Tyler Whiteman, MBA ’23, gives a winning performance in PepsiCo case competition

  • December 28, 2021
  • By Jill Young Miller
  • 4 minute read

The winning team of the seventh annual PepsiCo MBA Invitational Business Case Competition included Tyler Whiteman, MBA ’23.

Whiteman is a first-year student who had spent most of the past decade in musical theater as an actor, singer and dancer out of New York City. Then COVID hit.

“In a matter of days, I watched as the virus devastated my industry,” the St. Louis native said. “After repeated calls from my agent delivering unfortunate news of all my jobs being canceled, I decided to hit the drawing board: I knew if there was ever a time to make a massive switch in my life, this was it.”

On October 14, he was among MBA students from 16 universities who were randomly assigned to nine mixed teams of four from different schools. PepsiCo gave them the case the next morning.

“Being a rather large career-switcher, I won’t pretend that I wasn’t somewhat intimidated by the other top MBA programs represented among the competing teams,” he said. Those programs, among others, included Columbia, Cornell, Harvard and Yale.

The teams brainstormed, crunched numbers and refined their ideas for nine hours throughout the day that Friday. That Saturday, they presented solutions to PepsiCo senior executives and talent acquisition team members.

Texas Christian University’s MBA program and the Neeley School of Business presented the virtual competition. First place of $7,000 was awarded to the team of Whiteman, Brent Schlagel (SMU, Cox School of Business), Adriann Dolphin (Harvard University, Harvard Business School) and Mayank Mehra (TCU, Neeley School of Business).

We asked Whiteman about his experience.

What was the most challenging aspect of the competition?

“The case competition was completely virtual, which presents a productivity and fatigue challenge in a time-crunch setting like this. Fortunately, my teammates and I have had plenty of practice Zooming in our respective MBA journeys thus far.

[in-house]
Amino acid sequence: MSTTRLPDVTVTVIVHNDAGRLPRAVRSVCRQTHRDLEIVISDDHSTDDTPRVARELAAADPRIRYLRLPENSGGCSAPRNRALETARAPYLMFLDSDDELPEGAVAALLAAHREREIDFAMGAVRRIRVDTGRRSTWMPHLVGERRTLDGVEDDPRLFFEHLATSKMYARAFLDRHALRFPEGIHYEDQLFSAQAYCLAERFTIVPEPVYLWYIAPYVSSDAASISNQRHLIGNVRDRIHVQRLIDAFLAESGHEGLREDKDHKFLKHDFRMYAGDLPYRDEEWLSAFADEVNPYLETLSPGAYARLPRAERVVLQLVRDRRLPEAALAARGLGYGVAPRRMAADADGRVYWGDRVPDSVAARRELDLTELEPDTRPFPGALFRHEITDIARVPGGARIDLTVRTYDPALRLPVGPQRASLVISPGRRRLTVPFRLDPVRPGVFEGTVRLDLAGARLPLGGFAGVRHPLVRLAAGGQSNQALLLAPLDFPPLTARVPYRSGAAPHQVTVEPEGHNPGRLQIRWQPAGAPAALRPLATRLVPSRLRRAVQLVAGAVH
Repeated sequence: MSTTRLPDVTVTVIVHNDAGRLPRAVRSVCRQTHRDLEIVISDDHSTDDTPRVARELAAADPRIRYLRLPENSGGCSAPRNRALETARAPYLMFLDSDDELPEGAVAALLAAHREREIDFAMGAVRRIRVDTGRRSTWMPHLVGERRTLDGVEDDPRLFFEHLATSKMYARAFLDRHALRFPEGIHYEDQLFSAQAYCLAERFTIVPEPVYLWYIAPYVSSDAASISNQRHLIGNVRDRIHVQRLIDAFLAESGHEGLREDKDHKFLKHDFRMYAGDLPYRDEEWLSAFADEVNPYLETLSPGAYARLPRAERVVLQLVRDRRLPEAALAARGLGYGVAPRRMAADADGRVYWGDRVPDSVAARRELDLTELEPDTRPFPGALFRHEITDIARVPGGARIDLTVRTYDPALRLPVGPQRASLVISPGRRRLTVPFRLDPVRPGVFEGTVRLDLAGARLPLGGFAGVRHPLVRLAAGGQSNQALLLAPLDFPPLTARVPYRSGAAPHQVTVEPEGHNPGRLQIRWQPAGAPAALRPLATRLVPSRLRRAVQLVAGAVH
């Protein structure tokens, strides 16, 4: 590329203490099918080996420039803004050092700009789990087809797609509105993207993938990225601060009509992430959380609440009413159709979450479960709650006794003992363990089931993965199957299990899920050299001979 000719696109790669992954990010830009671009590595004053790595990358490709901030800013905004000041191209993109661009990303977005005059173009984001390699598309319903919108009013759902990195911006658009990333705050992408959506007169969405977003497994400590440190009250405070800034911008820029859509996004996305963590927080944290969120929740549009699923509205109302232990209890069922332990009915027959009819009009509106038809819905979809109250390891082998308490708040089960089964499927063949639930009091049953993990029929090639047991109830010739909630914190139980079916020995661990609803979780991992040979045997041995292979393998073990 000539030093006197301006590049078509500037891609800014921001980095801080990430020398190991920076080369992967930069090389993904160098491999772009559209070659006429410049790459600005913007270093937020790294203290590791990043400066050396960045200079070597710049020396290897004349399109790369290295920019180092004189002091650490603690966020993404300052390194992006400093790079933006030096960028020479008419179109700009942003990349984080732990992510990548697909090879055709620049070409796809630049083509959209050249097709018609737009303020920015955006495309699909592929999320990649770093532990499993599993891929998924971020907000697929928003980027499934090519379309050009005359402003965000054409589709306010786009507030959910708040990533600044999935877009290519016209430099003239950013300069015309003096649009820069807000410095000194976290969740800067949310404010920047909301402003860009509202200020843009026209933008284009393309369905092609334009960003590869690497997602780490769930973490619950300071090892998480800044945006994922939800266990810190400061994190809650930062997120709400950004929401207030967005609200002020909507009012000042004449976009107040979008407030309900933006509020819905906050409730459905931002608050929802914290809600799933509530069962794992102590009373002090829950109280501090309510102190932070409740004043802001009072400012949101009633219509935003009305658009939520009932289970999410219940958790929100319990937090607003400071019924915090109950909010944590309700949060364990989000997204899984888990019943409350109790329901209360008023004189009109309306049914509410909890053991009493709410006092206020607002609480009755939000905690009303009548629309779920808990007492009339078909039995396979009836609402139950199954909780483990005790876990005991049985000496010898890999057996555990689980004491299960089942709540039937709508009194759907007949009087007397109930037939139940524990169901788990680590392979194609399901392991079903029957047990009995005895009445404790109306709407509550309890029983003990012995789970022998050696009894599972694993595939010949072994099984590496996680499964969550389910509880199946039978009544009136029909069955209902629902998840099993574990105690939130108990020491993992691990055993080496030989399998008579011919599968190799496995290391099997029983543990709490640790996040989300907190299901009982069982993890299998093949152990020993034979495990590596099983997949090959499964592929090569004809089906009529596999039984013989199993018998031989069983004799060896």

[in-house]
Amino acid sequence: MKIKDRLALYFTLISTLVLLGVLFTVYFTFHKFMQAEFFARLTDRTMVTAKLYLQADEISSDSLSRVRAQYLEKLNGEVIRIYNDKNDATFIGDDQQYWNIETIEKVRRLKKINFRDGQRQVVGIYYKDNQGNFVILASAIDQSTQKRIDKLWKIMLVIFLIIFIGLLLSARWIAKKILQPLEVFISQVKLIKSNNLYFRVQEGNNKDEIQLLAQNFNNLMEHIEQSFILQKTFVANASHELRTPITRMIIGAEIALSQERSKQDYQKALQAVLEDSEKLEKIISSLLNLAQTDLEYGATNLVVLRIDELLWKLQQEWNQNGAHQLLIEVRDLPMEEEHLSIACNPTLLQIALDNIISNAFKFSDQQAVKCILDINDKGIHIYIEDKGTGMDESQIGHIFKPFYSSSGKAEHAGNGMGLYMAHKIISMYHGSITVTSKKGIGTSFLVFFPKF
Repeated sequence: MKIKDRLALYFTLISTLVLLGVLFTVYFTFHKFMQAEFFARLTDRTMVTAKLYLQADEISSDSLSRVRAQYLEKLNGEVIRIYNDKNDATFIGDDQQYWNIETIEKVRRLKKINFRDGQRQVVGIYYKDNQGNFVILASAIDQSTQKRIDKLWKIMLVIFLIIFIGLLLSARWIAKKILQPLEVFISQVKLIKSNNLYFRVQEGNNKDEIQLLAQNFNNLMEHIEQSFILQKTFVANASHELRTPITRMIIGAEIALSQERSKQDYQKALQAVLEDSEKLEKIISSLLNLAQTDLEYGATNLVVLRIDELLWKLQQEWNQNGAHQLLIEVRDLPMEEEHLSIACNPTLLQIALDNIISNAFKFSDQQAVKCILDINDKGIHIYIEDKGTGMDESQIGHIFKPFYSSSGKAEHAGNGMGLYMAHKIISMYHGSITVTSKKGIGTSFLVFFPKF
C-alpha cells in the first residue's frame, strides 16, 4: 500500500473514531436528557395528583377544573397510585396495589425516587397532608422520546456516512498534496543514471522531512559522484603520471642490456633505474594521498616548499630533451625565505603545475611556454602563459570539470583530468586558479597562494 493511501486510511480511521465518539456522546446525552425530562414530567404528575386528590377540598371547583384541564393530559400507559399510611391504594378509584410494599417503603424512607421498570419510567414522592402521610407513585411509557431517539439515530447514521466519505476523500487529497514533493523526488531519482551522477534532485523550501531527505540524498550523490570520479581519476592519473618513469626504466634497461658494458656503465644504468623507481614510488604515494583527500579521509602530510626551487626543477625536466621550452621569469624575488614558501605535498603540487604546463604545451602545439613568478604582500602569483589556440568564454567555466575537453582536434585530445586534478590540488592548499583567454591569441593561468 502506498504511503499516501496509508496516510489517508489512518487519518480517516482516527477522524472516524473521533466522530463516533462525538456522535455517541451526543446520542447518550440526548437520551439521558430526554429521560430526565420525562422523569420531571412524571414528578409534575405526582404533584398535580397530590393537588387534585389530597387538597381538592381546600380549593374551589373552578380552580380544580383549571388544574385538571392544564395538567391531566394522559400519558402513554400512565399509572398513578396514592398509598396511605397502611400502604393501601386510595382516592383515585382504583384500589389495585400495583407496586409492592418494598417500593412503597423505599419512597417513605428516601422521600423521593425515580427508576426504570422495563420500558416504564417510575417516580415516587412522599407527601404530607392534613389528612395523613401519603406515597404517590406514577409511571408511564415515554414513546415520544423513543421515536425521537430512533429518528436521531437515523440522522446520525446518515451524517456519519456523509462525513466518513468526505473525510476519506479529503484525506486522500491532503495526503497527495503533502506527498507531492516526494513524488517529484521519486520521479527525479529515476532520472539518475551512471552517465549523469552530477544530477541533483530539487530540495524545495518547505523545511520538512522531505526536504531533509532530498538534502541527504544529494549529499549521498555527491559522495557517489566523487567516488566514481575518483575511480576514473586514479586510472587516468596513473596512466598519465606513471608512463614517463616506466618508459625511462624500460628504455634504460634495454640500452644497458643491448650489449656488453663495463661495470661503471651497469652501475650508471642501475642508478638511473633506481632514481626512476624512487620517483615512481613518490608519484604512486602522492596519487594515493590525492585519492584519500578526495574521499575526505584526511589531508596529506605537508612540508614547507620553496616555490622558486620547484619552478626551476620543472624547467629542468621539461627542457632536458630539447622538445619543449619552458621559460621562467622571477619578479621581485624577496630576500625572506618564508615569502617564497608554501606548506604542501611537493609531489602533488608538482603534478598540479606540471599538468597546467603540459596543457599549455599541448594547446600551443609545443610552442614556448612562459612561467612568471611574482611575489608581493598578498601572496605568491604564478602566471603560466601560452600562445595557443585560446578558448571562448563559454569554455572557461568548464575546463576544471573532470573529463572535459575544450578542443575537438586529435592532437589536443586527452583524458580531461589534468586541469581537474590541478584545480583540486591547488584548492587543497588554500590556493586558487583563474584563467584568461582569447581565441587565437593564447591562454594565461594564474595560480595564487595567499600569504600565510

“I felt this challenge the most when it came time to present our final recommendation to the PepsiCo executives. The performer in me craves the in-person audience and live energy that simply cannot be replicated through a computer screen. That’s all the more reason my teammates and I sought to really bring that energy to one another throughout our presentation, even though we were stationed in different parts of the country.”

You had to learn to work with others very quickly. Did you learn anything from that experience?

“Yes! I virtually met my teammates for the first time the evening before the case was distributed. The next morning, we hit the ground running. (The case was emailed to everyone at 9:30 a.m. with a final slide deck submission deadline at 6 p.m. that evening.)

“My team really capitalized on that time given to us before the case was received. For about an hour, or so, the four of us connected, honed in on individual skill sets and strategized our approach for the next morning.

“Takeaways from this experience center on the importance of building that foundation of ‘team’ and expectations before diving into the work. We weren’t given a lot of time to do this, but I would say what we did with that time was extremely productive and heavily contributed to our success the next day.”

How did your Olin experience prepare you for the competition? 

“Being a rather large career-switcher, I won’t pretend that I wasn’t somewhat intimidated by the other top MBA programs represented among the competing teams. That being said, it is quite exciting to see the progress I have made in just a short amount of time, here at Olin. A little shy of 190 days since beginning the full-time MBA program, I attribute much of my performance at the PepsiCo case competition (and overall success) to my Olin family of professors, coaches, peers and alumni.”

What distinguished the winning team from the other teams’ efforts? Can you tell us about the case?

“The case revolved around innovation, branding and go-to-market strategies. There were two innovative products—a Mountain Dew beverage and a Doritos snack—about to be launched individually to market. We were tasked with the objective to convince the board why these products should, instead, be released synergistically as a bundle through both point-of-sales and marketing efforts, rather than through two separate campaigns.

“Our recommendation included a financial assessment and break-even analysis of the product bundle, a created branding campaign titled: D2 CREATE YOUR MIX, and finally a strategy to implement the branding and merchandizing recommendation over the proposed four-quarter timeline—all in about nine hours. Though I wasn’t able to see presentations from other competing teams, I would say the judging panel seemed to be most impressed with my team’s ability to work so strongly and seamlessly with one another in such a truncated timeframe. It is always fun to get the wheels of top decision-makers at a top firm turning; I believe our team did just that.” 

About the Author

Jill Young Miller

Jill Young Miller

As research translator for WashU Olin Business School, my job is to highlight professors’ research by “translating” their work into stories. Before coming to Olin, I was a communications specialist at WashU’s Brown School. My background is mostly in newspapers including as a journalist for Missouri Lawyers Media, the Atlanta Journal-Constitution, The Washington Post and the Sun-Sentinel in South Florida.

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